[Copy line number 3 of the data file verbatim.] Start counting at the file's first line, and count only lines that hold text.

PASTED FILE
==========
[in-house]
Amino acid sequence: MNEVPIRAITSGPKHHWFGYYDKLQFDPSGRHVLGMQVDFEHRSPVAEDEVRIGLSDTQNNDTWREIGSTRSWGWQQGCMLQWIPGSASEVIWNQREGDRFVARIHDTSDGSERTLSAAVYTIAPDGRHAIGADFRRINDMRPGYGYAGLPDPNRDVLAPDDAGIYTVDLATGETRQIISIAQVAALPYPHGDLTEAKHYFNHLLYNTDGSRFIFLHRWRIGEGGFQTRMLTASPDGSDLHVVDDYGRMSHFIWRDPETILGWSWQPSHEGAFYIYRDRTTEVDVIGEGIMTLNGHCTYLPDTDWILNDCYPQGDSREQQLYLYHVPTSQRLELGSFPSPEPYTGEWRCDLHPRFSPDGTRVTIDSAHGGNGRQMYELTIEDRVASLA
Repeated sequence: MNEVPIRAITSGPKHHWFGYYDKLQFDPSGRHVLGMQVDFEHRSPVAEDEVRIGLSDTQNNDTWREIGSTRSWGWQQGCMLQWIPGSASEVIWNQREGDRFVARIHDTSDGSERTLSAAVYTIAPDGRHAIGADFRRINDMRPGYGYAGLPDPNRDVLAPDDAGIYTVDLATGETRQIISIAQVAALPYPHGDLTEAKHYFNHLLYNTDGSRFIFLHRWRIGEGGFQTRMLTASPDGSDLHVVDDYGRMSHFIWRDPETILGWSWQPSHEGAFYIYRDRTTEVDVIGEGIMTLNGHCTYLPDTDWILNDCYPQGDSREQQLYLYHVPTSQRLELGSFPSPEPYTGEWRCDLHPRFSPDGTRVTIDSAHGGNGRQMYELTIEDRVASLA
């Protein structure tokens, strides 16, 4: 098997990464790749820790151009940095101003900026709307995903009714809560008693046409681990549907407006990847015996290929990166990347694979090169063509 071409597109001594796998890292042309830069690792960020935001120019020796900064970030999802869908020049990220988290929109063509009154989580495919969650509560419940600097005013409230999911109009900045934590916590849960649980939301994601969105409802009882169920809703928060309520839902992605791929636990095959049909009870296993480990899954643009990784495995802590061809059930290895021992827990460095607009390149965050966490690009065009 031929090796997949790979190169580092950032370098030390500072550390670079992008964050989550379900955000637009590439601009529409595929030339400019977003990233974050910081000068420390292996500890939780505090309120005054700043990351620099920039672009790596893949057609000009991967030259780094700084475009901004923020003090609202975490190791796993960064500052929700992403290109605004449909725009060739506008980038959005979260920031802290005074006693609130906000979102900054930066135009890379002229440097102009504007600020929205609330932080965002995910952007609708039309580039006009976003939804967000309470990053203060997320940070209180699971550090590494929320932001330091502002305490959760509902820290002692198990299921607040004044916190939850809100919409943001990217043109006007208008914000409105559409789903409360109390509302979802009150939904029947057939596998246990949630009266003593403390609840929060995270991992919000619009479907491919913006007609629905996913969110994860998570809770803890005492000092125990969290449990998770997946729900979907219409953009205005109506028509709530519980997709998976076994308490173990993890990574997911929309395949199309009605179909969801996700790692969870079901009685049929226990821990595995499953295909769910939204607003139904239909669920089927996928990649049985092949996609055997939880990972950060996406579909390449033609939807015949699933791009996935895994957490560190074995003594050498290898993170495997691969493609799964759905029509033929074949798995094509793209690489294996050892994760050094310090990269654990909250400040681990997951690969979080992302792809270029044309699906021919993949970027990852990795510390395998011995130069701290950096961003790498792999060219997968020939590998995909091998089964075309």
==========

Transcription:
Repeated sequence: MNEVPIRAITSGPKHHWFGYYDKLQFDPSGRHVLGMQVDFEHRSPVAEDEVRIGLSDTQNNDTWREIGSTRSWGWQQGCMLQWIPGSASEVIWNQREGDRFVARIHDTSDGSERTLSAAVYTIAPDGRHAIGADFRRINDMRPGYGYAGLPDPNRDVLAPDDAGIYTVDLATGETRQIISIAQVAALPYPHGDLTEAKHYFNHLLYNTDGSRFIFLHRWRIGEGGFQTRMLTASPDGSDLHVVDDYGRMSHFIWRDPETILGWSWQPSHEGAFYIYRDRTTEVDVIGEGIMTLNGHCTYLPDTDWILNDCYPQGDSREQQLYLYHVPTSQRLELGSFPSPEPYTGEWRCDLHPRFSPDGTRVTIDSAHGGNGRQMYELTIEDRVASLA